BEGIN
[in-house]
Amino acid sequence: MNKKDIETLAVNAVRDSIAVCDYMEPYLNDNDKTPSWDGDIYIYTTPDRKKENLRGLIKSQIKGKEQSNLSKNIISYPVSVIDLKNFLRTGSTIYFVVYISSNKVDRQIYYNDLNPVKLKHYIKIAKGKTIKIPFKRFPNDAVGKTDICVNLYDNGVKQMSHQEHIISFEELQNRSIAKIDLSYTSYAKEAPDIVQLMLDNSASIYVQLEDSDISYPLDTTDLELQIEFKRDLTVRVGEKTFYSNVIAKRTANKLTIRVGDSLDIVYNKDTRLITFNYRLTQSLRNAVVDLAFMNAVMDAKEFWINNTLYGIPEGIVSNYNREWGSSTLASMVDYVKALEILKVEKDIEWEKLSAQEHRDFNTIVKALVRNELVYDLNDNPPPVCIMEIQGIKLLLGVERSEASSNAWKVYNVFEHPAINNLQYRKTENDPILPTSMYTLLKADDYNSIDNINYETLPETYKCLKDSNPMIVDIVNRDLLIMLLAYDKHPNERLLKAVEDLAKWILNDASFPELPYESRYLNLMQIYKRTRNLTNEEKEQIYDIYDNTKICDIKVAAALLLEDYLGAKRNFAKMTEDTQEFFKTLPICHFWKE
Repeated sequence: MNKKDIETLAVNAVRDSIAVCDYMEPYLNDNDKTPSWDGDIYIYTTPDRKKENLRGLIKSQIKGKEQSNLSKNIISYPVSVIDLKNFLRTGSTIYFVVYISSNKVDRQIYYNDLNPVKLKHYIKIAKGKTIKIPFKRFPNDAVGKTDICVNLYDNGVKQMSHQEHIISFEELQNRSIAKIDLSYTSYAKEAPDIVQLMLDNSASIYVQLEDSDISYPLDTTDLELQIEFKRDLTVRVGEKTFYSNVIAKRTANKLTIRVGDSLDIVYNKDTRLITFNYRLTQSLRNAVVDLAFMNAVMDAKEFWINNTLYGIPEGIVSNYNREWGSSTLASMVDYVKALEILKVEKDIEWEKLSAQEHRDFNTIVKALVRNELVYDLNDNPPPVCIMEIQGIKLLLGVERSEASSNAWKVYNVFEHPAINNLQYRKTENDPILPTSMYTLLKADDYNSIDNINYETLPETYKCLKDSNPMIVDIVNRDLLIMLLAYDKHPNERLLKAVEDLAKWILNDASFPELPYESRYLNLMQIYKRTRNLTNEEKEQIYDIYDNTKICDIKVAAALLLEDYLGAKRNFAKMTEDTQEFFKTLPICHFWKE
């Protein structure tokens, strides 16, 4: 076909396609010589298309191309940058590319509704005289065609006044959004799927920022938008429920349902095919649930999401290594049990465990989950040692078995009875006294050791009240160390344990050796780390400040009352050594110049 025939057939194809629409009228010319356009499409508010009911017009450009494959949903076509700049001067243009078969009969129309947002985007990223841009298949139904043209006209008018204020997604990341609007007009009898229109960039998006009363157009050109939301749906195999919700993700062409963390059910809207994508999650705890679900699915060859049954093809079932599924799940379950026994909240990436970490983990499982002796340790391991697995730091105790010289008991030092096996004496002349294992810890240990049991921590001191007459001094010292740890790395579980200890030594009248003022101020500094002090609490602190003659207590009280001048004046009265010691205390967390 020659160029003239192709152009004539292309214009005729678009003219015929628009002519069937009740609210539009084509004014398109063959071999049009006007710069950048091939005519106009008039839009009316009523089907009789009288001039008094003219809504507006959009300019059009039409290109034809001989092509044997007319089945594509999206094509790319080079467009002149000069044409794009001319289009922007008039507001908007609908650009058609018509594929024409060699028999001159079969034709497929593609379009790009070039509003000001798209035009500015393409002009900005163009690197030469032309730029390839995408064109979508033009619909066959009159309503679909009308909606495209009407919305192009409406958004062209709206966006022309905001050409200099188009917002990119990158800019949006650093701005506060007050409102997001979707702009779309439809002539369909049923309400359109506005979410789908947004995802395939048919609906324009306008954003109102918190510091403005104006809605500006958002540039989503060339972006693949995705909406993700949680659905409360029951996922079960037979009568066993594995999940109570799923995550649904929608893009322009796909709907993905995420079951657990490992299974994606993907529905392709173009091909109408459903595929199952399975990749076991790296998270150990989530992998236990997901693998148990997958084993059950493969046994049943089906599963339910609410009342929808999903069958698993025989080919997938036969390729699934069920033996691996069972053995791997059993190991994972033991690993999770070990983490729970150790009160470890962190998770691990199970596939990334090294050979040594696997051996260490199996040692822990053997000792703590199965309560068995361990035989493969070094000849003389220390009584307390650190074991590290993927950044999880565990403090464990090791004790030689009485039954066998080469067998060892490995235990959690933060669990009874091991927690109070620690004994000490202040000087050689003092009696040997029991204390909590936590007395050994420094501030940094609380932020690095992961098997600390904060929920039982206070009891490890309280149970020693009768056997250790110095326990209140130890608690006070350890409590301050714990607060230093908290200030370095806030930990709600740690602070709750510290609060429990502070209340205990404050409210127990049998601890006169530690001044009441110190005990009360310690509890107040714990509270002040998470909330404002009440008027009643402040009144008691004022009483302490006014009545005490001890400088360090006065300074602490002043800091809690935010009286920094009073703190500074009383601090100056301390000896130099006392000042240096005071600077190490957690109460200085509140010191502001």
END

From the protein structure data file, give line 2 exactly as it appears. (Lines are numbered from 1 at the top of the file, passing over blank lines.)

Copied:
Amino acid sequence: MNKKDIETLAVNAVRDSIAVCDYMEPYLNDNDKTPSWDGDIYIYTTPDRKKENLRGLIKSQIKGKEQSNLSKNIISYPVSVIDLKNFLRTGSTIYFVVYISSNKVDRQIYYNDLNPVKLKHYIKIAKGKTIKIPFKRFPNDAVGKTDICVNLYDNGVKQMSHQEHIISFEELQNRSIAKIDLSYTSYAKEAPDIVQLMLDNSASIYVQLEDSDISYPLDTTDLELQIEFKRDLTVRVGEKTFYSNVIAKRTANKLTIRVGDSLDIVYNKDTRLITFNYRLTQSLRNAVVDLAFMNAVMDAKEFWINNTLYGIPEGIVSNYNREWGSSTLASMVDYVKALEILKVEKDIEWEKLSAQEHRDFNTIVKALVRNELVYDLNDNPPPVCIMEIQGIKLLLGVERSEASSNAWKVYNVFEHPAINNLQYRKTENDPILPTSMYTLLKADDYNSIDNINYETLPETYKCLKDSNPMIVDIVNRDLLIMLLAYDKHPNERLLKAVEDLAKWILNDASFPELPYESRYLNLMQIYKRTRNLTNEEKEQIYDIYDNTKICDIKVAAALLLEDYLGAKRNFAKMTEDTQEFFKTLPICHFWKE